Several months ago I received an email letting me know that the CRIM Festival of Races in Flint, Michigan was adding a competitive 10-mile walk to their line-up.

The CRIM Festival is well known in the U.S. as a great race for both elite participants and community involvement. It began in 1977 as a 10-mile run and over the years has seen the addition of an 8k run and walk, a 5k run and walk, a 5-k race walk event on the Friday evening before the Saturday festival of races, and now the 10-mile competitive walk.

After experiencing so much frustration with Ontario race organizers in the past two years, I decided to go to Flint to see how they managed a “competitive walk”. As it turns out, they managed it quite nicely. At the race expo I received a race kit containing two bibs – one for the front and one for the back. Both bibs were a different colour from the bibs of the runners. Both front and back bibs had my race number written on it. There were monitors on the course to ensure people were walking but they were not looking for the technical form of racewalkers.

Runners and walkers for the 10-mile event started at 8am. The crowds were dramatic and inspiring. The night before the race there had been plenty of excitement with tornado warnings and tornado devastation in other parts of the state. Still in the morning, it looked like thunderstorms were a possibility.

There were several race volunteers standing in the crowd about 300 metres back from the start line holding signs that said “Competitive Walk”. Walkers, and lots of runners, lined up behind these volunteers. The competitive 10-mile walk did not offer prizes and results were to be listed by chip time, so crossing the start line quickly was not important.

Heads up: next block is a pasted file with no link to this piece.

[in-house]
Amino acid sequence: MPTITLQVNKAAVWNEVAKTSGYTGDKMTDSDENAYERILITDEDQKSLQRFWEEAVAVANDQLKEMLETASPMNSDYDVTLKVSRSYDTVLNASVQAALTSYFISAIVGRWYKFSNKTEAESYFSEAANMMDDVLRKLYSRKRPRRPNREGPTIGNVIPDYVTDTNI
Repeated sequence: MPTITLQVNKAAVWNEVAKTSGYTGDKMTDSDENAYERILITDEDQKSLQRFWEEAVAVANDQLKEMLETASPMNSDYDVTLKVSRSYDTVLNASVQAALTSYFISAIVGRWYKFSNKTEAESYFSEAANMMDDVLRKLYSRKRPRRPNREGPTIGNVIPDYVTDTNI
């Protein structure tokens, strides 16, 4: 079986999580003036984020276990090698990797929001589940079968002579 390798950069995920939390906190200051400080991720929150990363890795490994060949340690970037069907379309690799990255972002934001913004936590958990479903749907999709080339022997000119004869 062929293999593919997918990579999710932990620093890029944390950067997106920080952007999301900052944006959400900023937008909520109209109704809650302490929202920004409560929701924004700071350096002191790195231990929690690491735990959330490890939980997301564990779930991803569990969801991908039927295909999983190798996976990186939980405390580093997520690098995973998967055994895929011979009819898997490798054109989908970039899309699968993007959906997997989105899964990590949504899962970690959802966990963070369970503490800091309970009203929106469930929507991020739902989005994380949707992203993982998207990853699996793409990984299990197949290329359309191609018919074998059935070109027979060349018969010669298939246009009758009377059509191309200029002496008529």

Once the race did start, the crowds dictated speed but it wasn’t long before the crowds thinned out and, with the entire road being closed for the race, it was relatively easy to walk at a satisfying pace.

Aid stations along the course were plentiful and plentifully stocked. Lack of water was just not an issue. The course went through the University of Michigan grounds, the downtown area, and some leafy residential areas of Flint before returning to finish over the famous paving stones of Saginaw Street. With the roads completely closed for the entire 10 miles, plenty of competitors for company, and enthusiastic volunteer support, it was an easy race to enjoy.

I highly recommend it as a road trip for those interested in trying something different. A mere 4 to 5 hour drive from the GTA, depending on the state of the border, it would make a fun weekend to go down on the Friday afternoon, get your race kit and visit the excellent race expo, watch the 5k race walk state championship on the Friday evening, then walk either the 8k or 10 mile on Saturday morning. The race organizers go all out to provide fuel, hydration, and entertainment at the finish area. You still have time for a little cross-border shopping and you can be home easily by Saturday night.

Seeing how the CRIM race organizers managed so many different races so well with both walking and running divisions, it confirms that lack of will is the ONLY barrier to welcoming the growing power walking competitors to events.